Engler will be the top tight end, but standout defensive end Jake Wuebben could also see time there.

Pertzborn, who doubles as the offensive coordinator, would love to throw the ball about 40% of the time most years. But with a potentially dominant run game, and a handful of questions in the passing game, Middleton might do most of its damage by ground — at least early on.

“It could work out that way,” Pertzborn said. “That line and Kallion are both really good. But if teams make us pass, we need to be up to the challenge.”

Middleton’s defense is making a major change in scheme.

For the past four decades, the Cardinals ran a 4-3 front under defensive coordinator Tom Cabalka. Cabalka retired after the 2018 season, and new coordinator Brad Rogeberg is moving to a 3-4.

“Most years in that 4-3, our fourth lineman was pretty undersized,” Pertzborn said. “We talked about how to best utilize the personnel we normally have at Middleton, and we just thought this made the most sense. The kids have responded well and they seem ready to go.”

Johnson is the unquestioned leader up front. He was named first-team all-Big Eight Conference after a breakout junior year and will play one of the defensive end spots in Middleton’s base.

Wuebben seems poised for a big senior season and will start at the other defensive end. Massive Jadin Brown (6-5, 335) will start at nose tackle, while McChrystal, Mayhew, Craker, and juniors Michael Parente and Mason Engelien will all see playing up front.

Seniors Ben Litchfield and Jake Pavelski lead the linebacking unit. Senior Quinn Calvin and Cole Yanke are expected to start, as well.

In back, safeties Brian Frusciante and Isaiah Pflasterer-Jennerjohn will lead the defensive backs. Junior Armari Tucker, senior Sawyer Pertzborn and Stormer are the probable top-three corners.

“I have been so impressed with our guys on defense,” Rogeberg said. “They are picking up our new system really fast and they are bringing the juice to each practice. We have great leaders in all three phases of our defense.”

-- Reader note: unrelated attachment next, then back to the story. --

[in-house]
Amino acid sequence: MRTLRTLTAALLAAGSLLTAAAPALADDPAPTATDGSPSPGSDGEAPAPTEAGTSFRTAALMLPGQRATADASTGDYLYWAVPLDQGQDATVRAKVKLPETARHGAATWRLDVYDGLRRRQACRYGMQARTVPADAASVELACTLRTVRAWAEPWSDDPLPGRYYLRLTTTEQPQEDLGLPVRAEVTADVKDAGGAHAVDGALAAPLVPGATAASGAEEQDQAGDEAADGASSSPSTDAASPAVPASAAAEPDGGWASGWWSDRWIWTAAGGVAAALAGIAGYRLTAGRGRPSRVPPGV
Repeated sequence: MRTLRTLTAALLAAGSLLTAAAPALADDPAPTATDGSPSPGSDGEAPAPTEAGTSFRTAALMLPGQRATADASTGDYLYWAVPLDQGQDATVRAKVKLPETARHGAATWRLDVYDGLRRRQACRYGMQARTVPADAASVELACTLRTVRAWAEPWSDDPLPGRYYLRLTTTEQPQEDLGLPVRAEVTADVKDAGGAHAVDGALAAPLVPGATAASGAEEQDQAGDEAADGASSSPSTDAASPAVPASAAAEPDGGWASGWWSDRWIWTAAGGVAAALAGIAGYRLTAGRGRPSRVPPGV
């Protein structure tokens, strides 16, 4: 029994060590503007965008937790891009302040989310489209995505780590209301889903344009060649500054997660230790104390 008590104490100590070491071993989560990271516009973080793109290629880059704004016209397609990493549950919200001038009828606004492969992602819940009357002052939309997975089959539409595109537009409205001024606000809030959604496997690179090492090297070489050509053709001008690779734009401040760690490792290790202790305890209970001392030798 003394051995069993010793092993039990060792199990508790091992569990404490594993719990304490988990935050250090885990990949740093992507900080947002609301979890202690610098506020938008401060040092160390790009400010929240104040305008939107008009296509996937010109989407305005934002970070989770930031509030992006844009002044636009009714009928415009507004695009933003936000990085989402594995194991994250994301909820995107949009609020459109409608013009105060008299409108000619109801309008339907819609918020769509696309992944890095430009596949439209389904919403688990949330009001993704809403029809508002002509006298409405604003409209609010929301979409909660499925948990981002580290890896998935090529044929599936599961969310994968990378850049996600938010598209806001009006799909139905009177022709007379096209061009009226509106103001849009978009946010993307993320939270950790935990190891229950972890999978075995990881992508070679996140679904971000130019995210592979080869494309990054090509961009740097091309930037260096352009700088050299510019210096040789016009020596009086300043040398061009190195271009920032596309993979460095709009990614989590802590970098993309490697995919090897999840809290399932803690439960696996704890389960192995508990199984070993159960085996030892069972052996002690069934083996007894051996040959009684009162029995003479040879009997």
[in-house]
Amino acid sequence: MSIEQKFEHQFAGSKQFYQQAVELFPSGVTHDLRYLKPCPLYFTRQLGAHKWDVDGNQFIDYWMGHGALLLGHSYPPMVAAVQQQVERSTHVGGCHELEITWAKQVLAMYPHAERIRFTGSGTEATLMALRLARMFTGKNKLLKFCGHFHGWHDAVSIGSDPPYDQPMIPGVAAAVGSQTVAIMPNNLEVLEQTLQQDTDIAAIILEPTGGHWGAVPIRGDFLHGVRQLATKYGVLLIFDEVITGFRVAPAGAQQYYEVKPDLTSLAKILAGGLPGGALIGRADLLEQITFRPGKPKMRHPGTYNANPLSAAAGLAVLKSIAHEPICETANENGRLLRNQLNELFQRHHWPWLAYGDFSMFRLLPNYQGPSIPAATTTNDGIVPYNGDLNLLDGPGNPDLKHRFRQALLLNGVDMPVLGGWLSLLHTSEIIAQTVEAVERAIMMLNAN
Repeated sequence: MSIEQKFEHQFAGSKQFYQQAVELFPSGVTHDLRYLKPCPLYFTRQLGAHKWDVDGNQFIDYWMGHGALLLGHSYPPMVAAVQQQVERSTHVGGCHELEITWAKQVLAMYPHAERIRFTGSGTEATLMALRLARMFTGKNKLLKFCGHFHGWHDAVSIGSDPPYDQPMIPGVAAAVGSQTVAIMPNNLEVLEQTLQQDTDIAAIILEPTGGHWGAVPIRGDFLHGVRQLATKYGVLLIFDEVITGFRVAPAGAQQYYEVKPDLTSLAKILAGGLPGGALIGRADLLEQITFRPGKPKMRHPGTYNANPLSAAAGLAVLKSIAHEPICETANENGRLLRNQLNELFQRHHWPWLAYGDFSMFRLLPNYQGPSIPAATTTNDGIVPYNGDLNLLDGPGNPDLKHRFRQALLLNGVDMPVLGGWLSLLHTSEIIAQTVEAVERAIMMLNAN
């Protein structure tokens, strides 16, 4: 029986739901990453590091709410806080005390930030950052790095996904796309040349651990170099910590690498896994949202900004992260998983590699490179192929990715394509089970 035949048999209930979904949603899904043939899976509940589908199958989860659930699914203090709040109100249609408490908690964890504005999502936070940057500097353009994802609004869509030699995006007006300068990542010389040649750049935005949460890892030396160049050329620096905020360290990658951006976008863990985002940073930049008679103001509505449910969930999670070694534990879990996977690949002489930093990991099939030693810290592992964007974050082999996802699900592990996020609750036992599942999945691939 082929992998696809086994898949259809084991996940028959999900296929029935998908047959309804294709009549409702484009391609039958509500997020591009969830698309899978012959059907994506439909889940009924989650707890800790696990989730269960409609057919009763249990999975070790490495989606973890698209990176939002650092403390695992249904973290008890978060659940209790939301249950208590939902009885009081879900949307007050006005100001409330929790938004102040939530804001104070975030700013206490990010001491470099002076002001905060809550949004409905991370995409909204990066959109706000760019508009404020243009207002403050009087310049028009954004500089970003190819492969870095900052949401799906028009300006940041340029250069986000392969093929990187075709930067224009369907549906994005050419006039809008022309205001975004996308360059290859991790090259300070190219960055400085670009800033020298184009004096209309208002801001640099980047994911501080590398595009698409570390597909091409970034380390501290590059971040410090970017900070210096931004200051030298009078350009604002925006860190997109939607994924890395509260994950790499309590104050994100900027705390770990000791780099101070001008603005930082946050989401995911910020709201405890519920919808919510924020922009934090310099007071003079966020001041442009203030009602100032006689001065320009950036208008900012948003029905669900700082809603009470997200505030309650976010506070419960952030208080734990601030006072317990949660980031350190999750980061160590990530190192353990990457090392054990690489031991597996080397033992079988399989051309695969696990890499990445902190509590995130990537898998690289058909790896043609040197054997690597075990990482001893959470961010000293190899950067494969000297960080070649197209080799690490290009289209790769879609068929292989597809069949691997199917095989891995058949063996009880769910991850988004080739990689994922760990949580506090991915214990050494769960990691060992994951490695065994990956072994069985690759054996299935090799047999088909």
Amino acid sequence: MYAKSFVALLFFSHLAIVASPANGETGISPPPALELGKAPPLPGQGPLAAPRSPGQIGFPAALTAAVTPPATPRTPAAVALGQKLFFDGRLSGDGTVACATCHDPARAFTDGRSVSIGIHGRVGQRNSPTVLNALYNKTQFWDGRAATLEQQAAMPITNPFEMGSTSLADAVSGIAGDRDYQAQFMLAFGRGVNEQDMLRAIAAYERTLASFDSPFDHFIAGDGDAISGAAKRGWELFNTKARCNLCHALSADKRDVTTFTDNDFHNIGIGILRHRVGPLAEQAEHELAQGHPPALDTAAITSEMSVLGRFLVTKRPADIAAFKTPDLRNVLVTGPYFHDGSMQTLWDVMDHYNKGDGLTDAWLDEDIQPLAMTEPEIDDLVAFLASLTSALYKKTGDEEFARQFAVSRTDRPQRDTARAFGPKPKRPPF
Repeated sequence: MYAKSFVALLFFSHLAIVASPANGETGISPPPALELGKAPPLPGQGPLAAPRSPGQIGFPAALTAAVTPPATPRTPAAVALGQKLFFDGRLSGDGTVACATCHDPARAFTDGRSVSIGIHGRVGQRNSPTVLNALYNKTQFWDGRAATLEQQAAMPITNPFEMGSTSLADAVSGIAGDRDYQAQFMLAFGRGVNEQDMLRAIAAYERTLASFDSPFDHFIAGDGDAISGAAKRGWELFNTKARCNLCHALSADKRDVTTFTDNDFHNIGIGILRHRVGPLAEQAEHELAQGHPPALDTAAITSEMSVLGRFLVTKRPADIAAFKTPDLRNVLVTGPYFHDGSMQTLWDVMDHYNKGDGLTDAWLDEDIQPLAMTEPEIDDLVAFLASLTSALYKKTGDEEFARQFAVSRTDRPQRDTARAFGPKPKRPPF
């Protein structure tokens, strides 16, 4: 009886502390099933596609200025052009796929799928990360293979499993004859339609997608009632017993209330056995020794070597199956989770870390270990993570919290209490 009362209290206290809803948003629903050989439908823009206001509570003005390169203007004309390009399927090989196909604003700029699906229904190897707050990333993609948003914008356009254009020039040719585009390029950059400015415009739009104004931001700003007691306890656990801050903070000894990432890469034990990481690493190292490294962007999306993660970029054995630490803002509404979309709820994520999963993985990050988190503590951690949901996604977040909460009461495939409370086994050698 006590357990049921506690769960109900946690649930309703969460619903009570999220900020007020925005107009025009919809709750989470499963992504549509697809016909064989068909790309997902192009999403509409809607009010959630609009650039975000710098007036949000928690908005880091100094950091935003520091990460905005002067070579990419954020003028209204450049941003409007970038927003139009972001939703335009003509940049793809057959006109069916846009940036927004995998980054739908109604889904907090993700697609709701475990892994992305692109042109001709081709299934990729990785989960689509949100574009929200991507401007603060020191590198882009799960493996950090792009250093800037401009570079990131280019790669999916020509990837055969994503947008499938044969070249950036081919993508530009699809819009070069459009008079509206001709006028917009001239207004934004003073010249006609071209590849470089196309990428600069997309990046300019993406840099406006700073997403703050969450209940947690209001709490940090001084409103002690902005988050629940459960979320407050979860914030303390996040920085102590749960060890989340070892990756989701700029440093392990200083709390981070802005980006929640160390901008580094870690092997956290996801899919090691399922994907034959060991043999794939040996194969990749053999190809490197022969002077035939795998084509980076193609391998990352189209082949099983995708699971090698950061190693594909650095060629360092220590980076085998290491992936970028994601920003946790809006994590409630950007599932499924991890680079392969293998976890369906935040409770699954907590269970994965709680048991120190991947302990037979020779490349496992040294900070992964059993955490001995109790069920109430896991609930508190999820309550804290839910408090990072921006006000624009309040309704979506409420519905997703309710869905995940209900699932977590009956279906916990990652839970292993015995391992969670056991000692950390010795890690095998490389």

Middleton is also undergoing a change in leadership at the top. And to date, the results have been sublime.

Simon, Middleton’s head coach from 2004-’18, stepped down from that role after last season and will now lead the Cardinals’ special teams. Those units will feature Wuebben, who was a first-team all-conference punter last year, and Sawyer Pertzborn, who was a second-team all-conference kicker.

“We’ve had kind of a committee approach with special teams for years,” Jason Pertzborn said. “But with Tim in charge of that, we should have some of the best special teams in the state.”

Meanwhile, the switch to Jason Pertzborn as head coach has gone swimmingly.

“It’s not dramatic, but it’s definitely noticeable,” Engler said of the coaching change. “It’s been a nice switch. You can definitely feel more energy on a day to day basis.”

Wuebben agreed.

“Things are more upbeat and intense,” he said. “It’s like, ‘Go, go, go’ all the time.”

Now, the Cardinals want to make a move up the conference standings.

Several publications have picked Middleton to finish fourth in the league, behind defending champion Sun Prairie, Madison Memorial and Verona. The Cardinals have seen those prognostications — and simply chuckled.

“Let ‘em pick us fourth. We love that,” Johnson said. “It’s going to be fun to go on a run.

This year, we just need to play our hearts out and we can beat any team.”

Engler agreed.

“We should definitely be at the top,” Engler said. “We’ve got a lot of work to do, but we’re showing the younger guys it’s not given, it’s earned.”

Middleton has reached the postseason 23 straight years, which is tied for the longest streak in Division 1 with Hartland Arrowhead. In that time, though, the Cardinals have reached Level 3 of the playoffs — the Elite Eight — just six times.

Since Pertzborn was named coach-in-waiting during the summer of 2018, he’s talked about making Middleton one of the state’s elite teams once again. And these Cardinals can’t wait to pursue that goal.

“We can be way better than great,” Craker said. “The whole team is connected. We’re definitely a brotherhood. I’m expecting us to have a great season.”

Wuebben agreed.

“We’ve worked our butts off to put us over the top,” Wuebben said. “We definitely want to build a legacy and be the team that gets it started for coach Pertzborn.”

Let the games begin.